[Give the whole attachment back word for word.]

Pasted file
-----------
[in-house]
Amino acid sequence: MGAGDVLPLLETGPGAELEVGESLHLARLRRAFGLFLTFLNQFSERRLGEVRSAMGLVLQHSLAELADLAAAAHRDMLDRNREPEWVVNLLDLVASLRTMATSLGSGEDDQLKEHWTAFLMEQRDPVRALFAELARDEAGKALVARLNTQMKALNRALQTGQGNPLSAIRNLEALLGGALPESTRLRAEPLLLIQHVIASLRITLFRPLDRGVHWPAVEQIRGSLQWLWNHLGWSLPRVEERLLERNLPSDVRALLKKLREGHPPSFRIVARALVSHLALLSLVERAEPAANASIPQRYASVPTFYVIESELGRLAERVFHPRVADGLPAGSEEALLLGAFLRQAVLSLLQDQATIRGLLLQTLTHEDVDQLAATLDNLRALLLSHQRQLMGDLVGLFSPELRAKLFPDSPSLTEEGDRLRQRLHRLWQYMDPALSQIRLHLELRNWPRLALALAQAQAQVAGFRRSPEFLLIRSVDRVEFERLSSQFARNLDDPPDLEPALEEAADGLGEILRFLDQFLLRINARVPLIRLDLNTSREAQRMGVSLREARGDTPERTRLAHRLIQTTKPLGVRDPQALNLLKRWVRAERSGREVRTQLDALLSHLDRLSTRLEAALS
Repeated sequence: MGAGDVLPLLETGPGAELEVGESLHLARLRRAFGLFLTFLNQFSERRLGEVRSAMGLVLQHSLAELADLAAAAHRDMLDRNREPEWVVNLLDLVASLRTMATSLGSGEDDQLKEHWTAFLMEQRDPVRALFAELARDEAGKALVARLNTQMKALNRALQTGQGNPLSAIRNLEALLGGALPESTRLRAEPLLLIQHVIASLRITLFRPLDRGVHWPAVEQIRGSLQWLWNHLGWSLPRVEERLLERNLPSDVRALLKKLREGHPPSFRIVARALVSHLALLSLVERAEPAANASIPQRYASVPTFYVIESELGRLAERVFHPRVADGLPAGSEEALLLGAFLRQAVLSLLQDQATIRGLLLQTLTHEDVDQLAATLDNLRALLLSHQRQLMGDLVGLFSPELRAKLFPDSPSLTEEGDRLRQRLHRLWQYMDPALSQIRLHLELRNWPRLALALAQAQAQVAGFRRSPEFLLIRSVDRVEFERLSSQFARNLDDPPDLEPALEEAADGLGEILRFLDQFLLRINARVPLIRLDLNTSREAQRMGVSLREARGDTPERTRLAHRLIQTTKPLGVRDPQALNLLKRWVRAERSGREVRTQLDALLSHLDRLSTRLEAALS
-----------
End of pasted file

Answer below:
[in-house]
Amino acid sequence: MGAGDVLPLLETGPGAELEVGESLHLARLRRAFGLFLTFLNQFSERRLGEVRSAMGLVLQHSLAELADLAAAAHRDMLDRNREPEWVVNLLDLVASLRTMATSLGSGEDDQLKEHWTAFLMEQRDPVRALFAELARDEAGKALVARLNTQMKALNRALQTGQGNPLSAIRNLEALLGGALPESTRLRAEPLLLIQHVIASLRITLFRPLDRGVHWPAVEQIRGSLQWLWNHLGWSLPRVEERLLERNLPSDVRALLKKLREGHPPSFRIVARALVSHLALLSLVERAEPAANASIPQRYASVPTFYVIESELGRLAERVFHPRVADGLPAGSEEALLLGAFLRQAVLSLLQDQATIRGLLLQTLTHEDVDQLAATLDNLRALLLSHQRQLMGDLVGLFSPELRAKLFPDSPSLTEEGDRLRQRLHRLWQYMDPALSQIRLHLELRNWPRLALALAQAQAQVAGFRRSPEFLLIRSVDRVEFERLSSQFARNLDDPPDLEPALEEAADGLGEILRFLDQFLLRINARVPLIRLDLNTSREAQRMGVSLREARGDTPERTRLAHRLIQTTKPLGVRDPQALNLLKRWVRAERSGREVRTQLDALLSHLDRLSTRLEAALS
Repeated sequence: MGAGDVLPLLETGPGAELEVGESLHLARLRRAFGLFLTFLNQFSERRLGEVRSAMGLVLQHSLAELADLAAAAHRDMLDRNREPEWVVNLLDLVASLRTMATSLGSGEDDQLKEHWTAFLMEQRDPVRALFAELARDEAGKALVARLNTQMKALNRALQTGQGNPLSAIRNLEALLGGALPESTRLRAEPLLLIQHVIASLRITLFRPLDRGVHWPAVEQIRGSLQWLWNHLGWSLPRVEERLLERNLPSDVRALLKKLREGHPPSFRIVARALVSHLALLSLVERAEPAANASIPQRYASVPTFYVIESELGRLAERVFHPRVADGLPAGSEEALLLGAFLRQAVLSLLQDQATIRGLLLQTLTHEDVDQLAATLDNLRALLLSHQRQLMGDLVGLFSPELRAKLFPDSPSLTEEGDRLRQRLHRLWQYMDPALSQIRLHLELRNWPRLALALAQAQAQVAGFRRSPEFLLIRSVDRVEFERLSSQFARNLDDPPDLEPALEEAADGLGEILRFLDQFLLRINARVPLIRLDLNTSREAQRMGVSLREARGDTPERTRLAHRLIQTTKPLGVRDPQALNLLKRWVRAERSGREVRTQLDALLSHLDRLSTRLEAALS